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A Tale Of Two Syrians Who Tried To Swim To Europe

Two Syrian refugees who attempted to swim part of the way to Europe recounted why they wound up making such a dangerous journey.

A coast guard boat carrying rescued refugees approaching the Greek island of Lesbos
A coast guard boat carrying rescued refugees approaching the Greek island of Lesbos

The more than four million Syrians who have fled the country's civil war since 2011 have dominated headlines over the past few months. While many have remained in neighboring countries such as Turkey and Lebanon, a growing number have begun trying to reach Europe, where they hope to be granted asylum in the face of rising anti-immigration sentiment from Hungary to the United Kingdom.

Many of those who make it onto European soil enter via Italy and Greece, on the shores of the Mediterranean. At the mercy of people smugglers and enduring perilous conditions along the way — including taking to the sea on unsafe old boats and dinghies — many have died.

Syria Deeply spoke to two men who took the Mediterranean route, but without any boat. They'd decided, instead to swim from Turkey to Greece.

Hisham Muaddamani, 24, left his war-torn hometown of eastern Ghouta with the dream of finding security in Europe and continuing his university studies. "This was the first time I had ever left Syria," he said. "I left because the fighting and the government-imposed blockade left me hopeless."Like many rebel-held parts of the country, eastern Ghouta is under siege by government forces. "Leaving home was extremely difficult and dangerous," recalled Muaddamani. But after several failed attempts, he managed to find a truck driver to smuggle him into Jordan. Upon arriving at the border, the Jordanian authorities seized all of his documents and detained him for 12 hours before deporting him back to Syria, where he stayed in Daraa for a few weeks before entering Jordan,. There, Muaddamani was able to pay a border guard $400 to return his identity card and other documents that had been seized previously.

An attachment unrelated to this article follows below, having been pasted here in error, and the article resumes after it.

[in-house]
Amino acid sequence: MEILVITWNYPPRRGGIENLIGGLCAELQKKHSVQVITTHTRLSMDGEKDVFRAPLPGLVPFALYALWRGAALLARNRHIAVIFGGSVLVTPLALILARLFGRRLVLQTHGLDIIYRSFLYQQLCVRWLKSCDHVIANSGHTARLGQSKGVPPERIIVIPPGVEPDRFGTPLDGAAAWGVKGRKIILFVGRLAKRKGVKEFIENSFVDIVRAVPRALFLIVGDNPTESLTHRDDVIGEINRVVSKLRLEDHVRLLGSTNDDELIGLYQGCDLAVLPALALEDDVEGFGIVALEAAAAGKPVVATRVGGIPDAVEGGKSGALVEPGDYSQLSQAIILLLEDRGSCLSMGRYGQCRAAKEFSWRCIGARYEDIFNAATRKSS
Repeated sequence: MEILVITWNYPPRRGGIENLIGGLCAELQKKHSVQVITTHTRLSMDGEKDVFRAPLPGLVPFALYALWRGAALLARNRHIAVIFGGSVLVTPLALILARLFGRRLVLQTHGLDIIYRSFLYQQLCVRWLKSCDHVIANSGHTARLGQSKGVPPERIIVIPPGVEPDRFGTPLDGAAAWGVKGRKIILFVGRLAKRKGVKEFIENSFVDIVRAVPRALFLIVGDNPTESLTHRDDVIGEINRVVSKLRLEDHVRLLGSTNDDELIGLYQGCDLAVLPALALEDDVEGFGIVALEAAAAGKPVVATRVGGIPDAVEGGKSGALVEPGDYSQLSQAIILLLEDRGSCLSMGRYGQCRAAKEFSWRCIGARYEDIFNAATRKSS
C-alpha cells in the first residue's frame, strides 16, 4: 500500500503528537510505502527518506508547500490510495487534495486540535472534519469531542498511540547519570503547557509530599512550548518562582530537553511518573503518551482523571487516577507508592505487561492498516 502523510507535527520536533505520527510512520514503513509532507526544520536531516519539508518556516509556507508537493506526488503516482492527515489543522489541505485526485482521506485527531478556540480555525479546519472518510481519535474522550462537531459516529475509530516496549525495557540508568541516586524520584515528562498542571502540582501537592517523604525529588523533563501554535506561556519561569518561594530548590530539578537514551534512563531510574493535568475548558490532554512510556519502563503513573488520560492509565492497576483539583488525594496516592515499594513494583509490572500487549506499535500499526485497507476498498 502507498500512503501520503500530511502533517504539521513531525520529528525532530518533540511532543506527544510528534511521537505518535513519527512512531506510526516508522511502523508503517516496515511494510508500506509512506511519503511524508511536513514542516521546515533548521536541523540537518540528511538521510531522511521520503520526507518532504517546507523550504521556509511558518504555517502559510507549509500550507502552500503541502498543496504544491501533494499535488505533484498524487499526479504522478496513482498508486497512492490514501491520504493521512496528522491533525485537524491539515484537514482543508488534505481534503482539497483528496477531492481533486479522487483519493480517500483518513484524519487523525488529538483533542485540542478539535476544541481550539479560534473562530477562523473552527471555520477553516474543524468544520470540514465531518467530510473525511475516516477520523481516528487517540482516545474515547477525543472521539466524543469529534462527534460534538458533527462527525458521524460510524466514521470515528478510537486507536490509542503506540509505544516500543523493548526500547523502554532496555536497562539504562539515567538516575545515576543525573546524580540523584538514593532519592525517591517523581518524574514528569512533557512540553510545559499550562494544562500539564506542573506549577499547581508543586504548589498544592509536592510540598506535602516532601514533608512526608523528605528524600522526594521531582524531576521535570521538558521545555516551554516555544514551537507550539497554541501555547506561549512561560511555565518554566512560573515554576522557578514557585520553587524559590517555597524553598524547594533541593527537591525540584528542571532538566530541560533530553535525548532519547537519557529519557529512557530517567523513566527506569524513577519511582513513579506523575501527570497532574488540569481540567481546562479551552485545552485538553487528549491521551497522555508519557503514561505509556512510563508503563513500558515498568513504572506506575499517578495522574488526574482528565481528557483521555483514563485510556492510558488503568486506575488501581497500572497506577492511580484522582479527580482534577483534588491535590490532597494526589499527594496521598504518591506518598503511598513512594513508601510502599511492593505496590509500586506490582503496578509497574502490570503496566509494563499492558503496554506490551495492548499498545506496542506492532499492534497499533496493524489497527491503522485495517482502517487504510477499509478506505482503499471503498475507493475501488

"The following day I met a Syrian man named Firas … on a plane to Turkey," he said. "He was also going to Europe." Smugglers informed the men that it would cost them $1,000 per head in order to get from Turkey to Greece.

"We didn't have the money, so I decided to swim," he recalled matter-of-factly.

Firas and Muaddamani checked a map, surprised to find out that the distance was only five miles. They purchased life jackets and ziplock bags for sealing their documents and money for the journey. Then, one night at around 9 p.m., they approached the shores of the Mediterranean and prepared themselves. "Firas is a good swimmer," Muaddamani said. "I am not so skilled. I told him I'd swim next to him for 50 meters, and that he should continue without me if I couldn't go on.

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Hisham Muaddamani — Photo: Personal file/Syria Deeply

"The water was so cold, and it was very dark outside," he recalled. After swimming for a long time, Muaddamani says that his partner kept encouraging him to stay strong and press on. "After six hours of swimming, we were too tired to continue."

The men thought they saw an island in the distance, but were disappointed when they arrived to find that it was only a large rock. "We were scared, exhausted and frustrated, but we decided to take a rest," he said. Two hours later, they saw a light far off in the water. "I took out my laser pen and signaled it," Muaddamani commented. "It turned out to be a ship. They contacted the Greek coast guard for us, and it arrived just a few minutes later."